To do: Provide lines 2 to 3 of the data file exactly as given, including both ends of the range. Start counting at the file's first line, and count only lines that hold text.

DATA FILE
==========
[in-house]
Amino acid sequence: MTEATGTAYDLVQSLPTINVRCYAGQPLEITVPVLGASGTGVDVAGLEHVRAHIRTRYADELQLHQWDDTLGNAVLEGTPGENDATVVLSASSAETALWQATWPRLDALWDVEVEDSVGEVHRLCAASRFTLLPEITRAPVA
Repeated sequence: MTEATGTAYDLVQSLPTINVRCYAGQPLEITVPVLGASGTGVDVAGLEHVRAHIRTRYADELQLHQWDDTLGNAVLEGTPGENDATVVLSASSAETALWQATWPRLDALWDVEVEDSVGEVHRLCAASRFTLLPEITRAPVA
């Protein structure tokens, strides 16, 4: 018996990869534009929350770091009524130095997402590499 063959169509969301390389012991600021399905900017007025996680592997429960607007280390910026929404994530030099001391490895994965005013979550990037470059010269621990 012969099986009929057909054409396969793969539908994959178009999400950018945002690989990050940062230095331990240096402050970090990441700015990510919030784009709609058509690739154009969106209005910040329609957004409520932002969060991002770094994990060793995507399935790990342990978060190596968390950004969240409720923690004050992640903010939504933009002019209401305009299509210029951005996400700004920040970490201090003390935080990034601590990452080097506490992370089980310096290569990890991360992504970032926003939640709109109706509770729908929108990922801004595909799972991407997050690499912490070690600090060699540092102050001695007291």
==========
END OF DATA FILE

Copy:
Amino acid sequence: MTEATGTAYDLVQSLPTINVRCYAGQPLEITVPVLGASGTGVDVAGLEHVRAHIRTRYADELQLHQWDDTLGNAVLEGTPGENDATVVLSASSAETALWQATWPRLDALWDVEVEDSVGEVHRLCAASRFTLLPEITRAPVA
Repeated sequence: MTEATGTAYDLVQSLPTINVRCYAGQPLEITVPVLGASGTGVDVAGLEHVRAHIRTRYADELQLHQWDDTLGNAVLEGTPGENDATVVLSASSAETALWQATWPRLDALWDVEVEDSVGEVHRLCAASRFTLLPEITRAPVA